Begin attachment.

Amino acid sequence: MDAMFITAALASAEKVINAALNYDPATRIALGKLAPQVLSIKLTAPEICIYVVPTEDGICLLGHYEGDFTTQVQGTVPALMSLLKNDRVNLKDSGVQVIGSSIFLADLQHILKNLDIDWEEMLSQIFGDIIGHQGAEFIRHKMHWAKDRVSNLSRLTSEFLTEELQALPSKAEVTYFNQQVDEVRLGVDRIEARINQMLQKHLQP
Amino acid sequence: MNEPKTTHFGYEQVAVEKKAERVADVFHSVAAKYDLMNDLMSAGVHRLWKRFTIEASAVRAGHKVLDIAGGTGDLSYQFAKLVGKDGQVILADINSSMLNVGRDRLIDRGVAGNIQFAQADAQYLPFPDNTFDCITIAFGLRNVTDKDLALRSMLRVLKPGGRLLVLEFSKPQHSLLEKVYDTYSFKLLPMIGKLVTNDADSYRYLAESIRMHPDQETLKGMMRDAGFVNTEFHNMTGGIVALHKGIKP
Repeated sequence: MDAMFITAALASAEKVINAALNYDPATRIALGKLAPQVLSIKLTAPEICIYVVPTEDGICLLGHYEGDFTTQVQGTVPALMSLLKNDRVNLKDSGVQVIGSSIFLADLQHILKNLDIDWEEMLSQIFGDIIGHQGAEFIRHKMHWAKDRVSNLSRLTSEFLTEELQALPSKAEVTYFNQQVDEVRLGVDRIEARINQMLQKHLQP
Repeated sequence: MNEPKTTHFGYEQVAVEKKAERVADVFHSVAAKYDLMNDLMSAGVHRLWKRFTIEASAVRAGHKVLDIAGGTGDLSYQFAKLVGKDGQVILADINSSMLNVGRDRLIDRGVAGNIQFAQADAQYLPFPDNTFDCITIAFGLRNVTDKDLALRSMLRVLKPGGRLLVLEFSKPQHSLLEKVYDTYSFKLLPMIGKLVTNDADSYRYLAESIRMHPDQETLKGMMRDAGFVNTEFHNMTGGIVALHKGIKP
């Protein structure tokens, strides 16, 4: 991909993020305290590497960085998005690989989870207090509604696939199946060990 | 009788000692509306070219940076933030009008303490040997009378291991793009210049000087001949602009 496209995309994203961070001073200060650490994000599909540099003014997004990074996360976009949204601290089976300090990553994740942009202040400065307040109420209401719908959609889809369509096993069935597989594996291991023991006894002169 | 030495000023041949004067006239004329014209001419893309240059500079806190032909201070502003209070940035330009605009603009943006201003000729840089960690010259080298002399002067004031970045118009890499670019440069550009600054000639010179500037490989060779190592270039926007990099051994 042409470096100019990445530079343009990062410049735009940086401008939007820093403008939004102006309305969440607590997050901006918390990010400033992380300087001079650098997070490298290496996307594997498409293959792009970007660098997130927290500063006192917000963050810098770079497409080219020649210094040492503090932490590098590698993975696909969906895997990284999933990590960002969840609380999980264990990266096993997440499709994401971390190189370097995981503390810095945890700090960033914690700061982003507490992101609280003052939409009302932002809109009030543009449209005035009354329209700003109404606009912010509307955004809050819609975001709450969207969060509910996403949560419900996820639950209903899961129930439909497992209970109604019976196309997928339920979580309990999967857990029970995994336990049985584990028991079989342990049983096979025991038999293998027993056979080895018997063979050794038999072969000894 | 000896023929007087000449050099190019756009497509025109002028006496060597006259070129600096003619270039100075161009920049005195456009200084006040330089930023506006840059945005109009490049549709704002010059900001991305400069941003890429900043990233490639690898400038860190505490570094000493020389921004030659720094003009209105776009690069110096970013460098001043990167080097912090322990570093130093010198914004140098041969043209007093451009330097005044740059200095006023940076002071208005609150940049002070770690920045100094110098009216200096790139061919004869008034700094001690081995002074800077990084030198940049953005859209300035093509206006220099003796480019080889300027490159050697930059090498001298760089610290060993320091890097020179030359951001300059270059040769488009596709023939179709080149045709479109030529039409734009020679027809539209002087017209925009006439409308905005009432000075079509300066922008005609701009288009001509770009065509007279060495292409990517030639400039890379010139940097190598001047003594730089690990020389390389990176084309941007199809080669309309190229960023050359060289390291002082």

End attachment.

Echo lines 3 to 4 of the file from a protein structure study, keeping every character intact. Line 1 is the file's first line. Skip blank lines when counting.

Repeated sequence: MDAMFITAALASAEKVINAALNYDPATRIALGKLAPQVLSIKLTAPEICIYVVPTEDGICLLGHYEGDFTTQVQGTVPALMSLLKNDRVNLKDSGVQVIGSSIFLADLQHILKNLDIDWEEMLSQIFGDIIGHQGAEFIRHKMHWAKDRVSNLSRLTSEFLTEELQALPSKAEVTYFNQQVDEVRLGVDRIEARINQMLQKHLQP
Repeated sequence: MNEPKTTHFGYEQVAVEKKAERVADVFHSVAAKYDLMNDLMSAGVHRLWKRFTIEASAVRAGHKVLDIAGGTGDLSYQFAKLVGKDGQVILADINSSMLNVGRDRLIDRGVAGNIQFAQADAQYLPFPDNTFDCITIAFGLRNVTDKDLALRSMLRVLKPGGRLLVLEFSKPQHSLLEKVYDTYSFKLLPMIGKLVTNDADSYRYLAESIRMHPDQETLKGMMRDAGFVNTEFHNMTGGIVALHKGIKP